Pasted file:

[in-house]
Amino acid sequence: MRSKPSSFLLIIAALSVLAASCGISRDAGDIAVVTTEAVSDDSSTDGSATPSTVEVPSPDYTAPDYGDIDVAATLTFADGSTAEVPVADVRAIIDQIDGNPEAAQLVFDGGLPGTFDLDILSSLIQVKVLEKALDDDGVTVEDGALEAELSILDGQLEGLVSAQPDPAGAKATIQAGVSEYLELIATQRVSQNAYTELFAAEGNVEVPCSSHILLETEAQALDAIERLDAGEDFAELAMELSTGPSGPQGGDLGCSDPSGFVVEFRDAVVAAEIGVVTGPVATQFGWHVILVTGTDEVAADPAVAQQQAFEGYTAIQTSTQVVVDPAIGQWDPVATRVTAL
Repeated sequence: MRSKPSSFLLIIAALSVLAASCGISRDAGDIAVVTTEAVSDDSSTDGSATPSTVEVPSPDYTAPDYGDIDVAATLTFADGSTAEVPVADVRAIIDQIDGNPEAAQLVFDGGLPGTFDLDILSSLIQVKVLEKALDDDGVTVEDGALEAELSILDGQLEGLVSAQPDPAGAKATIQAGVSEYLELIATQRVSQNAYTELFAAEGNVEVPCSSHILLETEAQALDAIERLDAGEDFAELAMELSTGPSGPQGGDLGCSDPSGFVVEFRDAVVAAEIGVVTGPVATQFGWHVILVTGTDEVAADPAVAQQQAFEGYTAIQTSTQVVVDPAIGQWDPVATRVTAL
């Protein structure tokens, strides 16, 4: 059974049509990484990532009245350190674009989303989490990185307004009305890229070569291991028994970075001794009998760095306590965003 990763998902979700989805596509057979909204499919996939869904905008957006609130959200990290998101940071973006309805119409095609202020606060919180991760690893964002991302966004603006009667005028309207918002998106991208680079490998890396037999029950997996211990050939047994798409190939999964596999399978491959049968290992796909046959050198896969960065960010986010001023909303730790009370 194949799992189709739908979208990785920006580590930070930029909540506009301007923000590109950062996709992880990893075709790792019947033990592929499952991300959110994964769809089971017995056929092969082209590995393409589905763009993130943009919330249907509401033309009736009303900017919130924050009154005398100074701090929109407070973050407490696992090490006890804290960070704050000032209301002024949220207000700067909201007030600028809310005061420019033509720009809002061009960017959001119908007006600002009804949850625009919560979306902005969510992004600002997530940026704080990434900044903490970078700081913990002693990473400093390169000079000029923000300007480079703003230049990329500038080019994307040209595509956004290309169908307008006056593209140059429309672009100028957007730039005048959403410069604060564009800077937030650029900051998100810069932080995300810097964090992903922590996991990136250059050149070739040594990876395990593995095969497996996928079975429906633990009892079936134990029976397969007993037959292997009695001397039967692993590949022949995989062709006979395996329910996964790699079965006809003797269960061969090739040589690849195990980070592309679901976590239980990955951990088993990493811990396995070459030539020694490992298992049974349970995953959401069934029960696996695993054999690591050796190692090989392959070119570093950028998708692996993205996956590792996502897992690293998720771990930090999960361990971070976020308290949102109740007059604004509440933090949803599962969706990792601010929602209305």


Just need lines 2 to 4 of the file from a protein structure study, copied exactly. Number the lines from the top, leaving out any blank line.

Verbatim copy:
Amino acid sequence: MRSKPSSFLLIIAALSVLAASCGISRDAGDIAVVTTEAVSDDSSTDGSATPSTVEVPSPDYTAPDYGDIDVAATLTFADGSTAEVPVADVRAIIDQIDGNPEAAQLVFDGGLPGTFDLDILSSLIQVKVLEKALDDDGVTVEDGALEAELSILDGQLEGLVSAQPDPAGAKATIQAGVSEYLELIATQRVSQNAYTELFAAEGNVEVPCSSHILLETEAQALDAIERLDAGEDFAELAMELSTGPSGPQGGDLGCSDPSGFVVEFRDAVVAAEIGVVTGPVATQFGWHVILVTGTDEVAADPAVAQQQAFEGYTAIQTSTQVVVDPAIGQWDPVATRVTAL
Repeated sequence: MRSKPSSFLLIIAALSVLAASCGISRDAGDIAVVTTEAVSDDSSTDGSATPSTVEVPSPDYTAPDYGDIDVAATLTFADGSTAEVPVADVRAIIDQIDGNPEAAQLVFDGGLPGTFDLDILSSLIQVKVLEKALDDDGVTVEDGALEAELSILDGQLEGLVSAQPDPAGAKATIQAGVSEYLELIATQRVSQNAYTELFAAEGNVEVPCSSHILLETEAQALDAIERLDAGEDFAELAMELSTGPSGPQGGDLGCSDPSGFVVEFRDAVVAAEIGVVTGPVATQFGWHVILVTGTDEVAADPAVAQQQAFEGYTAIQTSTQVVVDPAIGQWDPVATRVTAL
């Protein structure tokens, strides 16, 4: 059974049509990484990532009245350190674009989303989490990185307004009305890229070569291991028994970075001794009998760095306590965003 990763998902979700989805596509057979909204499919996939869904905008957006609130959200990290998101940071973006309805119409095609202020606060919180991760690893964002991302966004603006009667005028309207918002998106991208680079490998890396037999029950997996211990050939047994798409190939999964596999399978491959049968290992796909046959050198896969960065960010986010001023909303730790009370 194949799992189709739908979208990785920006580590930070930029909540506009301007923000590109950062996709992880990893075709790792019947033990592929499952991300959110994964769809089971017995056929092969082209590995393409589905763009993130943009919330249907509401033309009736009303900017919130924050009154005398100074701090929109407070973050407490696992090490006890804290960070704050000032209301002024949220207000700067909201007030600028809310005061420019033509720009809002061009960017959001119908007006600002009804949850625009919560979306902005969510992004600002997530940026704080990434900044903490970078700081913990002693990473400093390169000079000029923000300007480079703003230049990329500038080019994307040209595509956004290309169908307008006056593209140059429309672009100028957007730039005048959403410069604060564009800077937030650029900051998100810069932080995300810097964090992903922590996991990136250059050149070739040594990876395990593995095969497996996928079975429906633990009892079936134990029976397969007993037959292997009695001397039967692993590949022949995989062709006979395996329910996964790699079965006809003797269960061969090739040589690849195990980070592309679901976590239980990955951990088993990493811990396995070459030539020694490992298992049974349970995953959401069934029960696996695993054999690591050796190692090989392959070119570093950028998708692996993205996956590792996502897992690293998720771990930090999960361990971070976020308290949102109740007059604004509440933090949803599962969706990792601010929602209305």